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The Resource Essays on Research Methodology

Essays on Research Methodology

Label
Essays on Research Methodology
Title
Essays on Research Methodology
Creator
Subject
Language
eng
Summary
The book presents a collection of essays addressing a perceived need for persistent and logical thinking, critical reasoning, rigor and relevance on the part of researchers pursuing their doctorates. Accordingly, eminent experts have come together to consider these significant aspects of the research process, which result in different knowledge claims in different fields or subject areas. An attempt has been made to find a common denominator across diverse management disciplines, so that the broadest range of researchers can benefit from the book. The topics have been carefully chosen to cover problem formulation, contextualizing, soft & hard modeling, qualitative and quantitative analysis and ethical issues, in addition to the design of experiments and survey-based research. The distinguishing feature of this book is that it recognizes the diverse backgrounds of scholars from different interdisciplinary areas as well as their varying needs with regard to modeling, observations, measurements, aggregation, data analyses, etc. After all, researchers are expected to deepen our understanding, expand on existing information, introduce fresh insights, present new evidence and/or disprove accepted theories, hypotheses etc. More importantly, the book cautions against the over-reliance on software packages and mechanical interpretation of results based on the size, sign and significance of the coefficients obtained. Instead, the focus is on the underlying theories, hypotheses and relationships and on establishing new ones. In doing so, due care is taken to clearly enunciate what exactly constitutes a knowledge claim and what is methodology as distinct from methods, tools and techniques
Cataloging source
MiAaPQ
Literary form
non fiction
Nature of contents
dictionaries
Essays on Research Methodology
Label
Essays on Research Methodology
Link
http://libproxy.rpi.edu/login?url=https://ebookcentral.proquest.com/lib/rpi/detail.action?docID=2094229
Publication
Copyright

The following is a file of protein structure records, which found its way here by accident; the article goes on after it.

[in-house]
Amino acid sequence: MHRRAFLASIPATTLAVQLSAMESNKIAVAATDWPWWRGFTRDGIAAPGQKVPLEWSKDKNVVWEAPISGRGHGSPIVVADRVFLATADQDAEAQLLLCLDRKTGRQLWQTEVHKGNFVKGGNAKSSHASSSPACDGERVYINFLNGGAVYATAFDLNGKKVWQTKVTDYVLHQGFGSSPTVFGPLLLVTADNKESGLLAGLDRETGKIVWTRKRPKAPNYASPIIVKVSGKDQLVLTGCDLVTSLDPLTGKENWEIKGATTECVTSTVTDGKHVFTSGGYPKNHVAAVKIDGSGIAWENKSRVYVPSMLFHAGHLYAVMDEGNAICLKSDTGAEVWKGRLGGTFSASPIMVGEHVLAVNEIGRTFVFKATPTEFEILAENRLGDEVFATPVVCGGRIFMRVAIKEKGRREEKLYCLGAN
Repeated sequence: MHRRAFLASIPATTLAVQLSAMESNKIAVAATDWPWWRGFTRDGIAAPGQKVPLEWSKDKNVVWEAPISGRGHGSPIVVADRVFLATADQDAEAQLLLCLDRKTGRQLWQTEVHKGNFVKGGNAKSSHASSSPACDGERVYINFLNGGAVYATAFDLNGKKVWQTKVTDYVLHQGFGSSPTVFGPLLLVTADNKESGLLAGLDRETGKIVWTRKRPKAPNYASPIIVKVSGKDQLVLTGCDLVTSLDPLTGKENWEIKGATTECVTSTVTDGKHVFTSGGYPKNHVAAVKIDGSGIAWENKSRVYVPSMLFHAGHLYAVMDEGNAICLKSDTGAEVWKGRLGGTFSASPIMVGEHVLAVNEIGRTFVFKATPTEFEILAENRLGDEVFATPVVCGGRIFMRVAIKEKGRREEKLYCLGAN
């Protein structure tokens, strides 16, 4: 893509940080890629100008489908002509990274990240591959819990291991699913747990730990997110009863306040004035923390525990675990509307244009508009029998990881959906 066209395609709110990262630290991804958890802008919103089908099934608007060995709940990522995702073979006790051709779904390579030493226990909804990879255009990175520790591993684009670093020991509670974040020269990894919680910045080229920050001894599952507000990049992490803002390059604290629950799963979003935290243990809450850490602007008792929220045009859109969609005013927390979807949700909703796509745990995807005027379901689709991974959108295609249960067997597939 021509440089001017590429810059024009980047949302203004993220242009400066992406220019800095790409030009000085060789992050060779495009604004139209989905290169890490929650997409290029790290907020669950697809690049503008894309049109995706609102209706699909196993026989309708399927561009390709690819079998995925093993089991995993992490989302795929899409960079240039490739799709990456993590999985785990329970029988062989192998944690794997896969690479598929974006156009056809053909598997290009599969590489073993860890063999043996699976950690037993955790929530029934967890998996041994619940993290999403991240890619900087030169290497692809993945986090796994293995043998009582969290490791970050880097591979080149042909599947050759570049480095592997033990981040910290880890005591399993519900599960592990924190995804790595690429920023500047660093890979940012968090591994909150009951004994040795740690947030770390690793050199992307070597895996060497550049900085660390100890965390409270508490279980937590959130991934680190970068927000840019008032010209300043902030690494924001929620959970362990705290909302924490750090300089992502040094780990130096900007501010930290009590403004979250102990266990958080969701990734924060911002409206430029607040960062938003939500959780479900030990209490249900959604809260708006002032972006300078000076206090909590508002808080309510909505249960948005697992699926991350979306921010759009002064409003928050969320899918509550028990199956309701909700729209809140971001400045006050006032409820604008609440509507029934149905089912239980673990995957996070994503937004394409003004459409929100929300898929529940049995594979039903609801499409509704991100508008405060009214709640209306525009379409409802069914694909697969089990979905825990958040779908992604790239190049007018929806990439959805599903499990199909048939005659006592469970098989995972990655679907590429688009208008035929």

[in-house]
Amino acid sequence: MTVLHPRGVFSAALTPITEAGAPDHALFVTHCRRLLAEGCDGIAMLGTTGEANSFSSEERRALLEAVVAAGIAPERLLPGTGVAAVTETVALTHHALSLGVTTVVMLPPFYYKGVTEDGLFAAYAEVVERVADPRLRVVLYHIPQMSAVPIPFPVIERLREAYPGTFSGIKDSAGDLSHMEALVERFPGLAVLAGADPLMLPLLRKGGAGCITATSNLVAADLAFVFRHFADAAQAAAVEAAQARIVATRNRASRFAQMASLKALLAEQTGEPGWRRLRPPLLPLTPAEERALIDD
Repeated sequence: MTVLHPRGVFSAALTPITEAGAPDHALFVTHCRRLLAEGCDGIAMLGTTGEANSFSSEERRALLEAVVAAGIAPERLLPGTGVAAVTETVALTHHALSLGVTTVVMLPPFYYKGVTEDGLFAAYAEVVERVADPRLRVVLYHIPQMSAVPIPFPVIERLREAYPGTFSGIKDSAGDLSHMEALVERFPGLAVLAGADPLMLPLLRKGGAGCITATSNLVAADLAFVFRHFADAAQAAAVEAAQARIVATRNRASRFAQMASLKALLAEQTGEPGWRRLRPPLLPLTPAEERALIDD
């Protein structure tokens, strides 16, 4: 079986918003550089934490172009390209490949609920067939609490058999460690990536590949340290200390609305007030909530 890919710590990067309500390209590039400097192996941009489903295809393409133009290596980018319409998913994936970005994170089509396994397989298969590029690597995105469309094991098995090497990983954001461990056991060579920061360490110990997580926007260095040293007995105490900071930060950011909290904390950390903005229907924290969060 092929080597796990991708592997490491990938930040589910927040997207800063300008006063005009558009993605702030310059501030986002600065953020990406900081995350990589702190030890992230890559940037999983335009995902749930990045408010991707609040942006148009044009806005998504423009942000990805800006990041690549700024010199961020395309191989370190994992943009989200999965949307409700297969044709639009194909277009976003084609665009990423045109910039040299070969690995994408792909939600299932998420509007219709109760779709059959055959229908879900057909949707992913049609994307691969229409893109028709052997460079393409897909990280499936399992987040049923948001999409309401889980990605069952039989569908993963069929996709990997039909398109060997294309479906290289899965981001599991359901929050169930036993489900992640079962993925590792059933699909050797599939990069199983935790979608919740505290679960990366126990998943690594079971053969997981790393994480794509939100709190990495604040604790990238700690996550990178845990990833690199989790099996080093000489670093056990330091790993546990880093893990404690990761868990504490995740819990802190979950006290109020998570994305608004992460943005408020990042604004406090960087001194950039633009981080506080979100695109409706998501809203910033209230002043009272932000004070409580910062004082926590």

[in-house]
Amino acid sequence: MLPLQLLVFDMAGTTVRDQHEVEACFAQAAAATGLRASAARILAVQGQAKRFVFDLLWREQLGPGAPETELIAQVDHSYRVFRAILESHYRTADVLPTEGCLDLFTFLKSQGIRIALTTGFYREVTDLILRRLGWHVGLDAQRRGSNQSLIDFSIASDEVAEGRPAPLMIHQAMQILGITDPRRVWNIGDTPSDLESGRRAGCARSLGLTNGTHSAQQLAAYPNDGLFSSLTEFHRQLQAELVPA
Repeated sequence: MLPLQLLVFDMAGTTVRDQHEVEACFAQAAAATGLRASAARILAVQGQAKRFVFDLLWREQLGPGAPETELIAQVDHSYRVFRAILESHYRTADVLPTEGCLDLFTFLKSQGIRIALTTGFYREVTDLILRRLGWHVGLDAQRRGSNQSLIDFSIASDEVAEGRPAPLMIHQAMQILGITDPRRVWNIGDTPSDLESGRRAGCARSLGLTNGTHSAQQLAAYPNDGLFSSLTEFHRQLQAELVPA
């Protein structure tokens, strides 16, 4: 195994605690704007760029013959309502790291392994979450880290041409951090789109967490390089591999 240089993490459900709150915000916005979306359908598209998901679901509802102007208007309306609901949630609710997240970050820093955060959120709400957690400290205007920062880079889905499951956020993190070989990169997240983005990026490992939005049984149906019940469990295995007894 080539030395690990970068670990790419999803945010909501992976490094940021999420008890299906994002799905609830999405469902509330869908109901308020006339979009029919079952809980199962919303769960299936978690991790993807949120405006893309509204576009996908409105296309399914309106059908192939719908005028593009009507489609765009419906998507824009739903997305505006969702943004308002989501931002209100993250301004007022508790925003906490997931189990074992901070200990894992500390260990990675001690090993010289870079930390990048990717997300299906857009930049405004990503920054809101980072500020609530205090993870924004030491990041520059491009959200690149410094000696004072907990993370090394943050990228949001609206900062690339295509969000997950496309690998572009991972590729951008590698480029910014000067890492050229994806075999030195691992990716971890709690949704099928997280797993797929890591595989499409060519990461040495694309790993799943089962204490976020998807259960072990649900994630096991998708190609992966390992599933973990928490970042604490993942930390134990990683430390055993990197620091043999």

Related Contributor
Related Location
Related Agents
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Carrier category
online resource
Carrier category code
cr
Carrier MARC source
rdacarrier
Color
multicolored
Content category
text
Content type code
txt
Content type MARC source
rdacontent
Contents
  • Foreword -- References -- Contents -- Contributors -- About the Editor -- 1 Introduction -- 1.1 Backdrop -- 1.2 Interfaces with Peers/Colleagues -- 1.3 A Guided Tour of the Volume -- References -- 2 Knowledge Claims: Approaches and Perspectives -- 2.1 Introduction -- 2.2 Nature of Knowledge Claims -- 2.3 Basis of Knowledge Claims -- 2.4 Types (Classification) of Knowledge Claims -- 2.5 Approaches (Methodologies) to Knowledge Claims -- 2.5.1 Positivism -- 2.5.2 Phenomenology -- 2.5.3 Mixed Approach -- References -- 3 Logical and Epistemological Norms in Scientific Theory Construction -- 3.1 Introduction -- 3.1.1 Science: Scientific Method(s) and Logical and Epistemic Norms -- 3.1.2 Logical and Epistemic Norms in the Social Sciences -- 3.2 Logics of Induction and Deduction, Epistemology, and Goals of Science -- 3.2.1 Two Logics Defined: Aristotle's Definitions -- 3.2.2 Inductive Logic -- 3.2.3 Deductive Logic -- 3.3 Concrete Science: Pure Empiricism, (Phenomenal) Generalizations, and Prediction -- 3.3.1 A Case Study: The Babylonian Observational Astronomy and (Phenomenal) Generalizations -- 3.3.2 The Problems Faced by the Babylonian Observational Astronomers -- 3.3.3 Solution: An Example of (Phenomenal) Generalizations -- 3.4 Abstract Science: Rationalism and Deductivism - The Platonic-Pythagorean-Euclidean Tradition -- 3.4.1 Norm of Science as an Axiomatic System with Deductive Structure -- 3.4.2 Plato's Thesis of "Saving the Appearance" -- 3.5 Marriage of Concrete and Abstract Science -- 3.5.1 Alleged Incongruence Between Deduction and Induction: A Critical Examination -- 3.5.2 "Mixed Method" in Geometry -- 3.5.3 Close Relationship Between Deduction and Induction: Geometrical Generalization -- 3.5.4 The Condition Legitimizing Euclid's Passage from Particular to the Universal Generalization -- 3.6 "Mixed Method" in the Natural Sciences